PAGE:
Three crucial lessons from India’s cleanest city – Indore

Indore has emerged as the cleanest city for the sixth time in a row. (Pic: India Today)

By Team Analysis

Indore’s sixth consecutive top position in Swachh Survekshan – pan India cleanliness competition – holds a lot of learnings for our city governments, technical organizations, civil society groups and all those who are engaged in this space of cities & sustainability.

We at The Analysis pick three crucial lessons from Indore’s successful and momentous journey to India’s cleanest city (for the sixth time in a row).

1. Collaboration: This is probably the first of its kind initiative where government, citizens and civil society joined hands and worked together. These three units have played an equal role in making Indore the cleanest city. Gone are the days of playing blame-game strategy or working in silos.

2. Public engagement: For those who still believe that awareness and education have very little role to play in public policy and vote for cutting communication budgets, Indore has proved that a strong public engagement plan is the key to success. Technical components need to be complemented with adequate communication and outreach strategies.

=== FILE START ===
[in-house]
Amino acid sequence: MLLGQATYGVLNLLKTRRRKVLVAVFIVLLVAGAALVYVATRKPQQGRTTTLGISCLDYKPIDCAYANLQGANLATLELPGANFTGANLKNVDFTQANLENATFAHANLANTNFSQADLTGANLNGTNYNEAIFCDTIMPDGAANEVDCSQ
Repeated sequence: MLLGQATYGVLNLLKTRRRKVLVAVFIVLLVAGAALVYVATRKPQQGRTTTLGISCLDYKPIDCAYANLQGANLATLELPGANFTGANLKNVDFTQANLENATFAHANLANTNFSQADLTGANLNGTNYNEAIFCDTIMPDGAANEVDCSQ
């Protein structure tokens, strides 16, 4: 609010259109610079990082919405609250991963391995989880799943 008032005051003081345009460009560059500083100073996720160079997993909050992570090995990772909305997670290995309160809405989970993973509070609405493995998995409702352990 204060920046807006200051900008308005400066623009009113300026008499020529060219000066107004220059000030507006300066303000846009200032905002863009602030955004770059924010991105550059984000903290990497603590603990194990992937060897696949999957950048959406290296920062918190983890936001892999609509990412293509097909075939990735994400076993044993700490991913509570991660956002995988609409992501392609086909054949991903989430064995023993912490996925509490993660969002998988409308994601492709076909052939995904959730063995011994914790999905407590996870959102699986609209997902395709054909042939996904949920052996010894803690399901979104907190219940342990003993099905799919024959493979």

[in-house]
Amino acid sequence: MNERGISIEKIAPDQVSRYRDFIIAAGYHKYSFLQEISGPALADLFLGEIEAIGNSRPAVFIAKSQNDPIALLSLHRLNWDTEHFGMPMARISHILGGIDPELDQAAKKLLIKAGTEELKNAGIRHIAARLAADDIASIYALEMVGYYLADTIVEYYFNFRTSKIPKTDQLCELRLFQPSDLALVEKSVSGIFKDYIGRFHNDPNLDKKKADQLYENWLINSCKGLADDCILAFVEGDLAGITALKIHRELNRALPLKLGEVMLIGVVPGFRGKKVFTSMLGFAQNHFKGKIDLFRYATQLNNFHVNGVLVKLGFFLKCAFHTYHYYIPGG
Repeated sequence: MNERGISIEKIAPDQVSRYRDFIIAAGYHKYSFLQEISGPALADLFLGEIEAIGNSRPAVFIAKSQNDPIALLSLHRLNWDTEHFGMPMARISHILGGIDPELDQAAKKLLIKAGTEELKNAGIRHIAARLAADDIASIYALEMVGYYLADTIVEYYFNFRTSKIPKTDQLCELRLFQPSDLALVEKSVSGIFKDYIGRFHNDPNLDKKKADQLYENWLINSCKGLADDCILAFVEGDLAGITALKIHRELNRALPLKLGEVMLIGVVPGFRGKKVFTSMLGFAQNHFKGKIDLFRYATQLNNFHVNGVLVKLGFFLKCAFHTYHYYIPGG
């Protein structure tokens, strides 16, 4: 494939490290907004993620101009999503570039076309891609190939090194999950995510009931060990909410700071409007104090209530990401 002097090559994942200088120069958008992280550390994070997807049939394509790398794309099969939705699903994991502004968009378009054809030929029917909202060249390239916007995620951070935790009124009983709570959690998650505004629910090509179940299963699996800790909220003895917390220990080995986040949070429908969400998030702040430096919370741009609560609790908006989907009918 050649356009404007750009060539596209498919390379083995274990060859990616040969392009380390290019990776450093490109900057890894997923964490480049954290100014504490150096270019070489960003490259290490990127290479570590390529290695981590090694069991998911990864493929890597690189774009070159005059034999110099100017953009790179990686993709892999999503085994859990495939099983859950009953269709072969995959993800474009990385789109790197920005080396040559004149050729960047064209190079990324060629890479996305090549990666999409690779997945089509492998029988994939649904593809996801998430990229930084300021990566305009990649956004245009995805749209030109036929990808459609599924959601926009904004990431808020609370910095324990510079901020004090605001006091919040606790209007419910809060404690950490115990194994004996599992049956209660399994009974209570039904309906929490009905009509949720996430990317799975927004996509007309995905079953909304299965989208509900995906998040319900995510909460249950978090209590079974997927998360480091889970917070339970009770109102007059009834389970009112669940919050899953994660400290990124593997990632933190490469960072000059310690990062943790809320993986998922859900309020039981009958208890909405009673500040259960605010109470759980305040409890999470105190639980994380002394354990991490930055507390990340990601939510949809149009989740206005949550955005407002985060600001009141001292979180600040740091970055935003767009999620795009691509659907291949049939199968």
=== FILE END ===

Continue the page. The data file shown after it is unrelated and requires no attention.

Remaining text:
3. Political will: This is the most critical point. Not only Indore’s local government but the MP government, as well as the Government of India, has taken a deep interest in Indore’s model of resource management. Policymakers and administrators made sure that the ‘Indore model’ remains sustainable and resilient.

Indore’s case study is not just for cities that are grappling with rising challenges of urbanization and climate change but also a useful template for other public policy interventions catering to large-scale population and aiming for behaviour change and transformation at the grassroots.

Keep following us more on urban affairs, climate change and communication.

TA Snippets is a specially curated series of content, sharing crisp and key insights on issues of environment, health, gender, law and human rights. Feel free to get in touch with us at

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